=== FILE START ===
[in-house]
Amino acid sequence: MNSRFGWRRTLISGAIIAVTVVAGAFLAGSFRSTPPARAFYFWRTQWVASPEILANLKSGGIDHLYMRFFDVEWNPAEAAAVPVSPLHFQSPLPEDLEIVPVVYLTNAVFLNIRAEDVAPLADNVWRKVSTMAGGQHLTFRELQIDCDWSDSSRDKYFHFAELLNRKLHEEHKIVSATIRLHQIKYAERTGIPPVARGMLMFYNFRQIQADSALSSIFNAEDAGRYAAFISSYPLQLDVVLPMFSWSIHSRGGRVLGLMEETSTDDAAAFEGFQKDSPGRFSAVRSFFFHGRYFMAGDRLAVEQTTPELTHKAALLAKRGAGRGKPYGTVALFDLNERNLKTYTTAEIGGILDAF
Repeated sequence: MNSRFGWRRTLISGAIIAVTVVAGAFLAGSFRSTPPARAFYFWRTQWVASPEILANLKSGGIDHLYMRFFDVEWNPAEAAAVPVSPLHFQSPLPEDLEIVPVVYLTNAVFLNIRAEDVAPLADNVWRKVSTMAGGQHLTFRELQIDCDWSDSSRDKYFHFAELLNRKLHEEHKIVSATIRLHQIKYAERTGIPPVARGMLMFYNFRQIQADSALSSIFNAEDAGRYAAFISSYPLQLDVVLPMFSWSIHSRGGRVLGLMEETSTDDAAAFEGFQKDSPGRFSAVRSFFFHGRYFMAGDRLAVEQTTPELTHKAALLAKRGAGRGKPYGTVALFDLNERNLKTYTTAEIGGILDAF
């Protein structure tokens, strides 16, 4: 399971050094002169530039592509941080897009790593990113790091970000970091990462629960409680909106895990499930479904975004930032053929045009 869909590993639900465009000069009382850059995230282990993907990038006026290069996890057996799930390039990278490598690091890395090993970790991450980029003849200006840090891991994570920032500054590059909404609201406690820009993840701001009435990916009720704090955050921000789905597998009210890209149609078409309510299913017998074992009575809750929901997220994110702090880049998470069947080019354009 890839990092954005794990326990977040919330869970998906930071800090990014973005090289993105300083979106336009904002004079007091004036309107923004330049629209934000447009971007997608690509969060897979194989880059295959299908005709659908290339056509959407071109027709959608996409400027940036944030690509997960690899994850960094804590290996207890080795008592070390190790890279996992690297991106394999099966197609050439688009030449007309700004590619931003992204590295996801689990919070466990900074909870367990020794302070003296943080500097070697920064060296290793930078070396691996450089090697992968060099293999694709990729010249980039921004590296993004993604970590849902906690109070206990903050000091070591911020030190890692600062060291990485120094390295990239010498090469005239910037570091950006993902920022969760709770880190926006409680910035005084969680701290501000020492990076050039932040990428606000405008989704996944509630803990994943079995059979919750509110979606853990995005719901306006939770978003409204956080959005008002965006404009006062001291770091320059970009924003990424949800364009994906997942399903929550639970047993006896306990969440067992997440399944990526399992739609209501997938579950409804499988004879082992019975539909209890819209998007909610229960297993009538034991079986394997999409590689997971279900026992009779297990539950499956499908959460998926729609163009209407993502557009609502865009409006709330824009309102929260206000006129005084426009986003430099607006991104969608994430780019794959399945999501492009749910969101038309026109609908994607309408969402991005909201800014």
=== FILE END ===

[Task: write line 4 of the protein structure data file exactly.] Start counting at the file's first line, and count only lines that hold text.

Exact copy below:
């Protein structure tokens, strides 16, 4: 399971050094002169530039592509941080897009790593990113790091970000970091990462629960409680909106895990499930479904975004930032053929045009 869909590993639900465009000069009382850059995230282990993907990038006026290069996890057996799930390039990278490598690091890395090993970790991450980029003849200006840090891991994570920032500054590059909404609201406690820009993840701001009435990916009720704090955050921000789905597998009210890209149609078409309510299913017998074992009575809750929901997220994110702090880049998470069947080019354009 890839990092954005794990326990977040919330869970998906930071800090990014973005090289993105300083979106336009904002004079007091004036309107923004330049629209934000447009971007997608690509969060897979194989880059295959299908005709659908290339056509959407071109027709959608996409400027940036944030690509997960690899994850960094804590290996207890080795008592070390190790890279996992690297991106394999099966197609050439688009030449007309700004590619931003992204590295996801689990919070466990900074909870367990020794302070003296943080500097070697920064060296290793930078070396691996450089090697992968060099293999694709990729010249980039921004590296993004993604970590849902906690109070206990903050000091070591911020030190890692600062060291990485120094390295990239010498090469005239910037570091950006993902920022969760709770880190926006409680910035005084969680701290501000020492990076050039932040990428606000405008989704996944509630803990994943079995059979919750509110979606853990995005719901306006939770978003409204956080959005008002965006404009006062001291770091320059970009924003990424949800364009994906997942399903929550639970047993006896306990969440067992997440399944990526399992739609209501997938579950409804499988004879082992019975539909209890819209998007909610229960297993009538034991079986394997999409590689997971279900026992009779297990539950499956499908959460998926729609163009209407993502557009609502865009409006709330824009309102929260206000006129005084426009986003430099607006991104969608994430780019794959399945999501492009749910969101038309026109609908994607309408969402991005909201800014």